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If the ISS orbits say 16 times a day, averaging 90 minutes, it only crosses the Greenwich Meridian (0° longitude) 15 times in a day, or averaging 96 minutes.

A kid asked me how often it comes over a day. Which is the right answer? He was presumably meaning coming over our country.

(Sometimes we can see consecutive passes, but of course you can't take timings from them, it depends when it is in sunlight.)

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  • $\begingroup$ Is the question how many times ISS passes over a line of longitude, how many circuits of the Earth, how many times it passes of some part of your country (this will vary day to day), or how many times it passes over a point within a couple hundred miles of your house (also varies)? $\endgroup$ – Russell Borogove Oct 29 '16 at 10:50
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With reference to what?

With respect to Earth-centered inertial rather than Earth-centered, Earth-fixed. Consider the extreme case of a satellite in a geostationary orbit. From the perspective of an Earth-centered inertial frame, such a satellite orbits the Earth once per sidereal day. From the perspective of an Earth-centered, Earth-fixed frame, the orbital period of a geostationary satellite is infinite.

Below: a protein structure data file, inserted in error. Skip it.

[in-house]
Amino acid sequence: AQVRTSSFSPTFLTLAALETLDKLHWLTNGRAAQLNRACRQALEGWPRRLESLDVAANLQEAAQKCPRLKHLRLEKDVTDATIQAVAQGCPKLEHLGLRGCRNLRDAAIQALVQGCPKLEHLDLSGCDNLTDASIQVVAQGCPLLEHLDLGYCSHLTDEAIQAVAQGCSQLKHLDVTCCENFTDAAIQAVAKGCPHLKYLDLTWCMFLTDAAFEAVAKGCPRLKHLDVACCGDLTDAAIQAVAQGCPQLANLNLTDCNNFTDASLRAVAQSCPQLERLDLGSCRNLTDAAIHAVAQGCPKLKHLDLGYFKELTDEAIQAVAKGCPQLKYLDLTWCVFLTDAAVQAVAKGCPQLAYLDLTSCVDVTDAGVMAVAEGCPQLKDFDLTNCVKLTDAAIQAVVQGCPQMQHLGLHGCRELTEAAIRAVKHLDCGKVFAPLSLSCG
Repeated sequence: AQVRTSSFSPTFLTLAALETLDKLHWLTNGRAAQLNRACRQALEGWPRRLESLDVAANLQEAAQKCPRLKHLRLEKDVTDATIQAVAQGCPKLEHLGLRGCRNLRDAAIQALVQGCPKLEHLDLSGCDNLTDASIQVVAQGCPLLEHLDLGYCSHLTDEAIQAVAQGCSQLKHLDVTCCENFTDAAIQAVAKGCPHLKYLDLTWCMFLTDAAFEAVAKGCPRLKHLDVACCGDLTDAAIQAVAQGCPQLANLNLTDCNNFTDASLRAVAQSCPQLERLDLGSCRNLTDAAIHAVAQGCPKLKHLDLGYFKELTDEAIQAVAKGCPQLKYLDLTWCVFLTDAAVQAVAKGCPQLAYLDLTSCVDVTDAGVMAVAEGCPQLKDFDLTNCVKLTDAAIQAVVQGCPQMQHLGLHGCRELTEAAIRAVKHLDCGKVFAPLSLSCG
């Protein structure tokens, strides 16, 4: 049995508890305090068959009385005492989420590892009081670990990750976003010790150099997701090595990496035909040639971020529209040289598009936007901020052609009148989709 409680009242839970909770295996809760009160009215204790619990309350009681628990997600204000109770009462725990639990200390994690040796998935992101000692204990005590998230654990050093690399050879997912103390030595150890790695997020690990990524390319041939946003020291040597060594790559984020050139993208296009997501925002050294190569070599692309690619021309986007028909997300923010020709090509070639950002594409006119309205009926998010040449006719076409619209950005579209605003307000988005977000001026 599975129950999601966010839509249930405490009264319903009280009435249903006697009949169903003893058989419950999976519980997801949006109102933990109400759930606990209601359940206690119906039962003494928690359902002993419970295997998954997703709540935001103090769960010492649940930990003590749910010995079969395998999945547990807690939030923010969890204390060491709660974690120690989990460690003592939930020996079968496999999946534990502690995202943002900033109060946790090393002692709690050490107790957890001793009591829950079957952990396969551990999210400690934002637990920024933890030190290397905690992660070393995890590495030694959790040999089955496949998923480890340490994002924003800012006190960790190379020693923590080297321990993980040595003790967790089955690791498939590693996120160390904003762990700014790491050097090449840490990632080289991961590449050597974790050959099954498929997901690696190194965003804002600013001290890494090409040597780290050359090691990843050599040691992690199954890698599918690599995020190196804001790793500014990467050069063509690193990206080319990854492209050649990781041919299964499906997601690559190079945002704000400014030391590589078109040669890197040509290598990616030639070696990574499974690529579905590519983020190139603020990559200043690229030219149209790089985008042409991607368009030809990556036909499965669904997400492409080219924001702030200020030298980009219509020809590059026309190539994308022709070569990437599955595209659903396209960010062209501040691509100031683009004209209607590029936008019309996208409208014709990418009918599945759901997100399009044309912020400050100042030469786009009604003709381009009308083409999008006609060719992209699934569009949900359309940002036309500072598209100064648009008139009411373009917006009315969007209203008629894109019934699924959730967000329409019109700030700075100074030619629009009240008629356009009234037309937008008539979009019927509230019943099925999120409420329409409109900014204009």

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The official ISS orbit count increments when the station crosses the equator (presumably in the southern direction, although I haven't turned up a specific reference to this detail). On May 16, 2016 this count reached 100,000.

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    $\begingroup$ Presumable in the northern direction. Crossing the equator from the north to the south marks the descending node, while crossing from the south to the north marks the ascending node. It is the latter (ascending node) that counts. This is of course completely arbitrary. $\endgroup$ – David Hammen Oct 29 '16 at 16:34
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    $\begingroup$ I assumed that the first complete orbit would have been marked by the 2nd equatorial crossing in the southern direction after launch from Kazakhstan - since the first crossing would have been in the southern direction after launch. But yeah, arbitrary. $\endgroup$ – Organic Marble Oct 29 '16 at 17:01

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